Teacher's Desk: Secretary Snubs Us

It is too obvious why Secretary of Education Arne Duncan visited Denver public schools this week: to boost Michael Bennet, Colorado’s newest U. S. senator and former DPS superintendent. But why were Bruce Randolph and Montclair Elementary singled out as exemplars of school reform? Not to take away from their attempts at reform, but their results with an urban population are not yet fully documented. Why were proven middle and high schools with consistent results of academic success using reform methods with similar school populations not mentioned? Simple. They are charter schools. Giving Bruce Randolph kudos for increasing time on task is dishonest when KIPP Sunshine Peak made that a requirement when they set up shop over five years ago when Bruce Randolph was deemed one of Denver Public Schools’ worst according to Jeremy P. Meyer, April 8, “Aggressive Schools to Reap Reward,” denverpost.com. When parents and educators do not provide quality instruction by insuring elementary students are performing at grade level or higher, longer days, weekends, and/or summer school is absolutely necessary to support students’ academic skills so they reach grade level proficiency. KIPP schools, Denver West Preparatory, and Denver School of Science and Technology have always had requirements of more time on task and rigorous academics. These schools expect students to grow to grade level proficiency in time to graduate from high school and be prepared for college success.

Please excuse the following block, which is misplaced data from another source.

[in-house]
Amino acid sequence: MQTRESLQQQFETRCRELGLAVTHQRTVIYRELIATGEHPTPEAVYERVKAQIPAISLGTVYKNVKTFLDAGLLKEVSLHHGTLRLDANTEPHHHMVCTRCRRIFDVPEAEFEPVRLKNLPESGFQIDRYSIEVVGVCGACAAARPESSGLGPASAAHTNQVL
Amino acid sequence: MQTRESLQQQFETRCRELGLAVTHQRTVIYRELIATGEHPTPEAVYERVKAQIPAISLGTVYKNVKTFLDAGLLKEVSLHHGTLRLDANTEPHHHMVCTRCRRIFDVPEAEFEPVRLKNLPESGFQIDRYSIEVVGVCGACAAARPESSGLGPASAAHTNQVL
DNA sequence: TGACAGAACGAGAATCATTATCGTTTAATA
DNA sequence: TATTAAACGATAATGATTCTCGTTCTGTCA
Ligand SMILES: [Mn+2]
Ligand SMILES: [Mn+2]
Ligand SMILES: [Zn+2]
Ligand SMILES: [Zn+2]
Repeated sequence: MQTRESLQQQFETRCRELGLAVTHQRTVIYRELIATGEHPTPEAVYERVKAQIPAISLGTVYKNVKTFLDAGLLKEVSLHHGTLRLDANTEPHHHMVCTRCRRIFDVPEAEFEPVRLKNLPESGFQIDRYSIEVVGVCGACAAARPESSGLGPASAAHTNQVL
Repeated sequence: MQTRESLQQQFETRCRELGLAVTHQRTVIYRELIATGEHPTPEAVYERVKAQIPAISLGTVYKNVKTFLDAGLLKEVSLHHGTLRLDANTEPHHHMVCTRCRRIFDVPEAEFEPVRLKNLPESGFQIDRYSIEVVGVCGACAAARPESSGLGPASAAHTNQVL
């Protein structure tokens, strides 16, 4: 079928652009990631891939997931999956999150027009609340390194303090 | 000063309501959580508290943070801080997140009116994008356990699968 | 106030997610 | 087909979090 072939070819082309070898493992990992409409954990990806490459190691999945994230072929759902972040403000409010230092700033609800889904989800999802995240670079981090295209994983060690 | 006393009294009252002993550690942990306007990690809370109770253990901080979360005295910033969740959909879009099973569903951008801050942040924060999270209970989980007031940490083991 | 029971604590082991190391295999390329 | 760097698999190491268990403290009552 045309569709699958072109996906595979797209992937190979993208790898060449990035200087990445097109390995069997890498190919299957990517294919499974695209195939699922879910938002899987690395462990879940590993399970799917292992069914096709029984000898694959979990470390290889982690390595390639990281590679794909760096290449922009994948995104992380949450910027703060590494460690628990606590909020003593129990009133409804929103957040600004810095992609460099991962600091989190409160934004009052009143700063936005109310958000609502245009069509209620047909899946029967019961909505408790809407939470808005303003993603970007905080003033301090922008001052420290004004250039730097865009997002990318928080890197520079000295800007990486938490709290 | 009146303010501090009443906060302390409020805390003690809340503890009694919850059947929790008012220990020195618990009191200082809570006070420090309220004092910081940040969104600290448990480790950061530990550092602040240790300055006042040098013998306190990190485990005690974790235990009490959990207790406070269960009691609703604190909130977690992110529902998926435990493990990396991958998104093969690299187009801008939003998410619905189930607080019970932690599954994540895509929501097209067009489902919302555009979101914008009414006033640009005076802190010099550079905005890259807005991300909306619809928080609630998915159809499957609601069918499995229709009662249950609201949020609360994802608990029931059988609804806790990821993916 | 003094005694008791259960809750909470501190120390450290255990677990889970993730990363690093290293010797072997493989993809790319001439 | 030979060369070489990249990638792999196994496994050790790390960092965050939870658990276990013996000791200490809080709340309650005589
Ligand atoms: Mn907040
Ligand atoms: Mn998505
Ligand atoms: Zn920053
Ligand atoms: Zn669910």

When will all district schools look at the success of many charter schools across Colorado serving diverse student bodies? Denver, Jefferson County, Aurora, and Adams County charter schools also serve the same diverse urban populations, but instead of making excuses, the charter educators are rolling up their sleeves and getting it done. District schools should be replicating the best of these schools immediately. The legislation is there to allow districts to give freedom from state,and district regulations and union policies to schools wishing to reform. Why aren’t more schools taking advantage of freedom? Freedom means taking risks and not making excuses. Few educational leaders have the ability and skills to take on this daunting task.

Florida, through NOVA University, and the University of Arkansas actually have charter school leadership classes, and a department of educational reform, respectively. Colorado Universities need to pick up the pace and begin leading in the area of charter school leadership and educational reform training. In order for Colorado to win the “Race To The Top” federal funding, our Universities, as well as, our schools and districts need to innovate.

Kathleen Kullback is a licensed special educator with an M.A. in Educational Leadership and a former candidate for the State Board of Education.